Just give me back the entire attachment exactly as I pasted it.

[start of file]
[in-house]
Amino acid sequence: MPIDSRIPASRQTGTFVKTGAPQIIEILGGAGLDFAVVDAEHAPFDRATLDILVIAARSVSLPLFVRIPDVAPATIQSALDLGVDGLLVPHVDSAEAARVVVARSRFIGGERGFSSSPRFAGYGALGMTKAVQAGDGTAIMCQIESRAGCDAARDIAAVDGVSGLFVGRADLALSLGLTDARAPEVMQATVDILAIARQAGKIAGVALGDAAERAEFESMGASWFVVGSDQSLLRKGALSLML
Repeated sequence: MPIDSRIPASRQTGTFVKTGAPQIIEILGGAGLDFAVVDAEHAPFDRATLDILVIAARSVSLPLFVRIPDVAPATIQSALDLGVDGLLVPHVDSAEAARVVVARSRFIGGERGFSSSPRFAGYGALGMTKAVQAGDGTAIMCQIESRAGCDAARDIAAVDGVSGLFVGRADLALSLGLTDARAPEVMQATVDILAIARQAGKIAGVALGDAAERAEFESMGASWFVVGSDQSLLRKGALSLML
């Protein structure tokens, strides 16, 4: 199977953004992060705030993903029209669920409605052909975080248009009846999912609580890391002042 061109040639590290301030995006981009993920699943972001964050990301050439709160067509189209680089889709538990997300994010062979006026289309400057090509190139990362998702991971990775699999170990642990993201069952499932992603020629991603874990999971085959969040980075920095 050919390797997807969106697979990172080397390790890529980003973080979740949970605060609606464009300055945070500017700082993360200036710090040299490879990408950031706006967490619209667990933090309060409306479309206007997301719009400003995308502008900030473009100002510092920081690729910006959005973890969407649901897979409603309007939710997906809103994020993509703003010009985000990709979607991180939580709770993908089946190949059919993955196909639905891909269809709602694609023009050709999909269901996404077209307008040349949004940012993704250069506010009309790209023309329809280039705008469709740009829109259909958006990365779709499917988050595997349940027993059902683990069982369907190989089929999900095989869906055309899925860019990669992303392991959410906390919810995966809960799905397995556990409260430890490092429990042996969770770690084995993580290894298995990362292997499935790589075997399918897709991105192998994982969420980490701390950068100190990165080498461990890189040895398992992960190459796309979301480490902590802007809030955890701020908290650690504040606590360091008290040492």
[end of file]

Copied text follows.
[in-house]
Amino acid sequence: MPIDSRIPASRQTGTFVKTGAPQIIEILGGAGLDFAVVDAEHAPFDRATLDILVIAARSVSLPLFVRIPDVAPATIQSALDLGVDGLLVPHVDSAEAARVVVARSRFIGGERGFSSSPRFAGYGALGMTKAVQAGDGTAIMCQIESRAGCDAARDIAAVDGVSGLFVGRADLALSLGLTDARAPEVMQATVDILAIARQAGKIAGVALGDAAERAEFESMGASWFVVGSDQSLLRKGALSLML
Repeated sequence: MPIDSRIPASRQTGTFVKTGAPQIIEILGGAGLDFAVVDAEHAPFDRATLDILVIAARSVSLPLFVRIPDVAPATIQSALDLGVDGLLVPHVDSAEAARVVVARSRFIGGERGFSSSPRFAGYGALGMTKAVQAGDGTAIMCQIESRAGCDAARDIAAVDGVSGLFVGRADLALSLGLTDARAPEVMQATVDILAIARQAGKIAGVALGDAAERAEFESMGASWFVVGSDQSLLRKGALSLML
């Protein structure tokens, strides 16, 4: 199977953004992060705030993903029209669920409605052909975080248009009846999912609580890391002042 061109040639590290301030995006981009993920699943972001964050990301050439709160067509189209680089889709538990997300994010062979006026289309400057090509190139990362998702991971990775699999170990642990993201069952499932992603020629991603874990999971085959969040980075920095 050919390797997807969106697979990172080397390790890529980003973080979740949970605060609606464009300055945070500017700082993360200036710090040299490879990408950031706006967490619209667990933090309060409306479309206007997301719009400003995308502008900030473009100002510092920081690729910006959005973890969407649901897979409603309007939710997906809103994020993509703003010009985000990709979607991180939580709770993908089946190949059919993955196909639905891909269809709602694609023009050709999909269901996404077209307008040349949004940012993704250069506010009309790209023309329809280039705008469709740009829109259909958006990365779709499917988050595997349940027993059902683990069982369907190989089929999900095989869906055309899925860019990669992303392991959410906390919810995966809960799905397995556990409260430890490092429990042996969770770690084995993580290894298995990362292997499935790589075997399918897709991105192998994982969420980490701390950068100190990165080498461990890189040895398992992960190459796309979301480490902590802007809030955890701020908290650690504040606590360091008290040492």